Sunday, May 03, 2009
My Review: Entertaining Angels
It isn't often you start reading a book with absolutely no idea of what the book is about; without even a cover image to give you a feel for the book. Today, however, when I started Entertaining Angels, I truly had no clue. It was a plain-covered ARC, one of two books sent to me this week by Nancy Berland, the other being Don't Bargain with the Devil. A bookmark in the book showed a park scene, but was from another book by the same author, Judy Duarte. I wondered if it was a romance, chick-lit, or what. When I opened the book and saw a scripture quote, I wondered if it was Christian fiction. I'm still not sure what genre the book is, though I guess it would be considered inspirational fiction; but I know I enjoyed it.
Have you ever read the Joshua books by Joseph Girzone? This book reminds me of them. An apparently homeless man named Jesse interacts with all the main characters and while he doesn't do much more than listen, and then say a few things, those words become powerful agents of change in their lives. Who are the main characters? Well, there is Renee, a pregnant teen who begins the book by leaving her relative's home rather than aborting her baby. There is Kristen, a single mom who is raising her son alone, and taking care of her grandmother, who was disabled by a stroke she had the same night Renee snuck out, got drunk, and got pregnant. There is Craig, the new assistant minister at the community church. Originally he had hoped for a career in professional baseball but after a rotator cuff tear and making a bargain with God in prayer, he gave it up to follow in his grandfather's footsteps in the ministry. Daniel and Cassandra are members of the church. Since the home the church was to provide for Craig wasn't ready, he was staying at their house. Daniel is a successful attorney and they are well off financially, but Craig realizes that not all is right in the house. Shauna is their daughter. She just told them that she is engaged to a guy from a wealthy family, but she's not thrilled. Dawn and Joe are the couple who run the food kitchen at the church. They love each other, but their greatest sorrow is that they were never able to have a baby. Jesse enters each of their lives briefly and helps point them on the road to happiness. It is a sweet feel-good read and can either be taken only at that level or the reader can realize that much of the advice Jesse gives can be for all of us. Also, the book has a strong pro-life message so that's another factor in its favor. This is one I'd definitely recommend.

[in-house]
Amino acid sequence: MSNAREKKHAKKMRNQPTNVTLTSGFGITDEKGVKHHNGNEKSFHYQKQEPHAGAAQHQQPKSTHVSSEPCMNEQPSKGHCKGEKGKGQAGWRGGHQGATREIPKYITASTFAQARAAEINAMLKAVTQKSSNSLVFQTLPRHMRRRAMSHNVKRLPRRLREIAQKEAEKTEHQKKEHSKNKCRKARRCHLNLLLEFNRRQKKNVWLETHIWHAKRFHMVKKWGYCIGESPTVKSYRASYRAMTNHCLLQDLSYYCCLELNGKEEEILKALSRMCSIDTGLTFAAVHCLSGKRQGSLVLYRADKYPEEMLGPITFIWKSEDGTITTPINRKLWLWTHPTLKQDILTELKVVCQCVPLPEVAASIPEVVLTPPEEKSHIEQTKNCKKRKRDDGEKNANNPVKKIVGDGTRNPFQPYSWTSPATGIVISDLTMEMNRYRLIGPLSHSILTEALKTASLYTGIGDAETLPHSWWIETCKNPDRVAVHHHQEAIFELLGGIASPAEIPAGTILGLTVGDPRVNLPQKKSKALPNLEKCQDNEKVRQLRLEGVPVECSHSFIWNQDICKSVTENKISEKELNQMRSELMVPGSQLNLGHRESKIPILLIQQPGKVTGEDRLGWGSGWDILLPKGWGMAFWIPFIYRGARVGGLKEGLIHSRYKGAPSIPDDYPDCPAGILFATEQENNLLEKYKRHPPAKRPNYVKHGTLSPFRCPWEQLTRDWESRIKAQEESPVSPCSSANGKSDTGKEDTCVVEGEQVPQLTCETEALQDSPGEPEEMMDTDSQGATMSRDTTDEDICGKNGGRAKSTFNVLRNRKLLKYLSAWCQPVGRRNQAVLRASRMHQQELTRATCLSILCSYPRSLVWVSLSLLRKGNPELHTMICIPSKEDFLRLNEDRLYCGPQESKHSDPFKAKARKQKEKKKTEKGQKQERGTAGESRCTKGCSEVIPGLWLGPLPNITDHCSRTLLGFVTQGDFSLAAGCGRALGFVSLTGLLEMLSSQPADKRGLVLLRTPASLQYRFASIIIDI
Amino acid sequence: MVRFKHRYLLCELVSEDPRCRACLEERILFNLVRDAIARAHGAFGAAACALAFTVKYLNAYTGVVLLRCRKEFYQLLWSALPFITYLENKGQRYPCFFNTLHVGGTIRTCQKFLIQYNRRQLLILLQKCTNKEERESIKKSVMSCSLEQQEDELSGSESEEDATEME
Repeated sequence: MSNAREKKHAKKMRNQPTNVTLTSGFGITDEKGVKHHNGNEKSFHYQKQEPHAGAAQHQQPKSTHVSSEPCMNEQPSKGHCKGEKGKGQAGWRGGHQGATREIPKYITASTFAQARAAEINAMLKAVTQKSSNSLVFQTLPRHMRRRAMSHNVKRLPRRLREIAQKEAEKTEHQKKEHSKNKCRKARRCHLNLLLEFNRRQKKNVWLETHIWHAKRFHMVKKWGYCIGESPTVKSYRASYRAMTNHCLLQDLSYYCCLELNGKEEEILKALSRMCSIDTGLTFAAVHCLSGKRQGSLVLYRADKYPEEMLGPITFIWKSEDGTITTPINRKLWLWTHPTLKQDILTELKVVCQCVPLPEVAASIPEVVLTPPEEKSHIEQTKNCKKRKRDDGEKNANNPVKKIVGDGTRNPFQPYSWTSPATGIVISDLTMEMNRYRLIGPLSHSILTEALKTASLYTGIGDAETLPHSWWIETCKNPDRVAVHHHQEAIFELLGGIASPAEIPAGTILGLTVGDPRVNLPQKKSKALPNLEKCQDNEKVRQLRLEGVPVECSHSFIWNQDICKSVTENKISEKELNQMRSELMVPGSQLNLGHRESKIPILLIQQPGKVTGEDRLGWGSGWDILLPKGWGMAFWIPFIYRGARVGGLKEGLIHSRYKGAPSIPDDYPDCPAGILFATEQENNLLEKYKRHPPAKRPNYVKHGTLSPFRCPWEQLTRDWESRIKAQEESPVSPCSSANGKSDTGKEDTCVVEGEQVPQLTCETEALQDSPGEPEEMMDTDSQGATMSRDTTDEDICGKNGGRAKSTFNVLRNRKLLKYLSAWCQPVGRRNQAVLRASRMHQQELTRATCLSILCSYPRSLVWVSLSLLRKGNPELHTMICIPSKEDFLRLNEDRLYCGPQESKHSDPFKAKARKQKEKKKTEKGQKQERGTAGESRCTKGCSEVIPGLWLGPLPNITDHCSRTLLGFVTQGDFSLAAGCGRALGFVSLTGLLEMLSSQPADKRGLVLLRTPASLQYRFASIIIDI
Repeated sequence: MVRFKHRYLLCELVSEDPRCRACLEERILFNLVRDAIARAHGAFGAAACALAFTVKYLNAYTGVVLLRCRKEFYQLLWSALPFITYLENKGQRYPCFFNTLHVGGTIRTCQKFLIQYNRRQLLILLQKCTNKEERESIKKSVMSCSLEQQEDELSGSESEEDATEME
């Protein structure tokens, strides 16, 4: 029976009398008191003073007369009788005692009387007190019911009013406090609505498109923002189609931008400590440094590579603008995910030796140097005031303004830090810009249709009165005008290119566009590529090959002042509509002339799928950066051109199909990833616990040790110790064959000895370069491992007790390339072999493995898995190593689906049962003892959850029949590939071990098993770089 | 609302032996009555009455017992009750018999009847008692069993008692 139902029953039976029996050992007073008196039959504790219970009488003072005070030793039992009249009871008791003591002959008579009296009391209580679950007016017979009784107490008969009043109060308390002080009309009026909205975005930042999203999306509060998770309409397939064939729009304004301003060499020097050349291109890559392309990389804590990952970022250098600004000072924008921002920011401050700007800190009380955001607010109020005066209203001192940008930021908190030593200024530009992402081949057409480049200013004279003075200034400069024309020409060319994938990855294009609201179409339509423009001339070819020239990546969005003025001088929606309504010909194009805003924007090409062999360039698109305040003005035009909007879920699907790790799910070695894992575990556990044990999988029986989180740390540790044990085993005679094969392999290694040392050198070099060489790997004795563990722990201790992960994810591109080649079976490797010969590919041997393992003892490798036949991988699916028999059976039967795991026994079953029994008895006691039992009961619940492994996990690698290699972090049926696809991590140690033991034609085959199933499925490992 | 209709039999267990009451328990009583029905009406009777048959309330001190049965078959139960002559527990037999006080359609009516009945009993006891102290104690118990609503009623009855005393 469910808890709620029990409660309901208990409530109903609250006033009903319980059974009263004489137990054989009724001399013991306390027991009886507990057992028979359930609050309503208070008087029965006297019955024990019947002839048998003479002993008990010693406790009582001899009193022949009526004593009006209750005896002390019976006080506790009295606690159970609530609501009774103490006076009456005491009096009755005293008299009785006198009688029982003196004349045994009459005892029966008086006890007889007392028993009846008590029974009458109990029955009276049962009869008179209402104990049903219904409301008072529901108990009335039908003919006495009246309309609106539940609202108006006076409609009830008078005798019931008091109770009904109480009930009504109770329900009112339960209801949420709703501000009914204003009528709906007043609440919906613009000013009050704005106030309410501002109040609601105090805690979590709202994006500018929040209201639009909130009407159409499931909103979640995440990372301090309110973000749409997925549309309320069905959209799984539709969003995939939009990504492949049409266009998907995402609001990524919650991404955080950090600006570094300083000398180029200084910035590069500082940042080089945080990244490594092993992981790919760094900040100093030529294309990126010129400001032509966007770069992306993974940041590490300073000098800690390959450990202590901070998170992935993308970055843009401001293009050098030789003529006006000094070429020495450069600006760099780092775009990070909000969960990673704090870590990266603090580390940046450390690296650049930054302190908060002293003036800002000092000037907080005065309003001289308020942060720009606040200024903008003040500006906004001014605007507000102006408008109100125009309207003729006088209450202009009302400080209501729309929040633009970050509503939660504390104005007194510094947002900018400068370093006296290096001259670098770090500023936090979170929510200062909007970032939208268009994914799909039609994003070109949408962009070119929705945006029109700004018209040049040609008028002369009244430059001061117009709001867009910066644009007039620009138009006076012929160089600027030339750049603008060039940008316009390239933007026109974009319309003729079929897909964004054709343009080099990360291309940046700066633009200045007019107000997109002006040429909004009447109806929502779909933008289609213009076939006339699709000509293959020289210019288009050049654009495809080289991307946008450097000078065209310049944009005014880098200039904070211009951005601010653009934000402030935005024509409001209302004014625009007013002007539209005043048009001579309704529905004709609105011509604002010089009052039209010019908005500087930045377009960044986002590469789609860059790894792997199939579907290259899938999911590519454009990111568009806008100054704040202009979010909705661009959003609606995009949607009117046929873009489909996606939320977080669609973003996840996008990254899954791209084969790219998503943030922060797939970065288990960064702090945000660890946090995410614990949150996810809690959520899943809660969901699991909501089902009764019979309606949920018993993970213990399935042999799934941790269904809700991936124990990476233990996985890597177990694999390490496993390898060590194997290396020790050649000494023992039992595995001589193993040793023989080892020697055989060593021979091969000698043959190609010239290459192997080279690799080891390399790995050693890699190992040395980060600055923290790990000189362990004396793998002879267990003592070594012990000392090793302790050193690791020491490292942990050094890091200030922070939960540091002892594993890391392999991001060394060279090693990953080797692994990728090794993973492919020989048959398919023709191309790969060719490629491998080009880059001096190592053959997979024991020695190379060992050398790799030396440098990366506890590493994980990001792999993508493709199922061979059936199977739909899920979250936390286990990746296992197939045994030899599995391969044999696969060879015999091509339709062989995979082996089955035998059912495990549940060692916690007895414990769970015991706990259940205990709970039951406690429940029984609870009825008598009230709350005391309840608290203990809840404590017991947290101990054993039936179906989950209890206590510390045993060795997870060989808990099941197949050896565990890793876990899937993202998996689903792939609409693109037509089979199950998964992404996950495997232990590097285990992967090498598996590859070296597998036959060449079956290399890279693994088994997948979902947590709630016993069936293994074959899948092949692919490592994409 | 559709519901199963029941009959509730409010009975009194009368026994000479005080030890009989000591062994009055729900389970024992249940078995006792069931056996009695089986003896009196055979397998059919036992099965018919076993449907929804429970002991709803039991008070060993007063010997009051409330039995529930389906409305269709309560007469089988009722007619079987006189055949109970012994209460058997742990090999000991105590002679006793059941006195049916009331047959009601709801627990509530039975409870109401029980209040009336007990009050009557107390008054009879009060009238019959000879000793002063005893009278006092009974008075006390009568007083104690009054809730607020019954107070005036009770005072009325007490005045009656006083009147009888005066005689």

You may have noticed that I used the word "inspirational" rather than "Christian" to describe the book. While it is rather easy to see Jesse as a Jesus figure, he could just as well have been an angel, and really the book points more to him as an angel than as Christ. While God is mentioned a few times, and much of the story revolves around the church, we don't attend any services and I don't remember seeing Jesus' name in the book.
Thanks Carol Smith at Nancy Berland for the chance to read and review this book.
Check out Judy Duarte's website.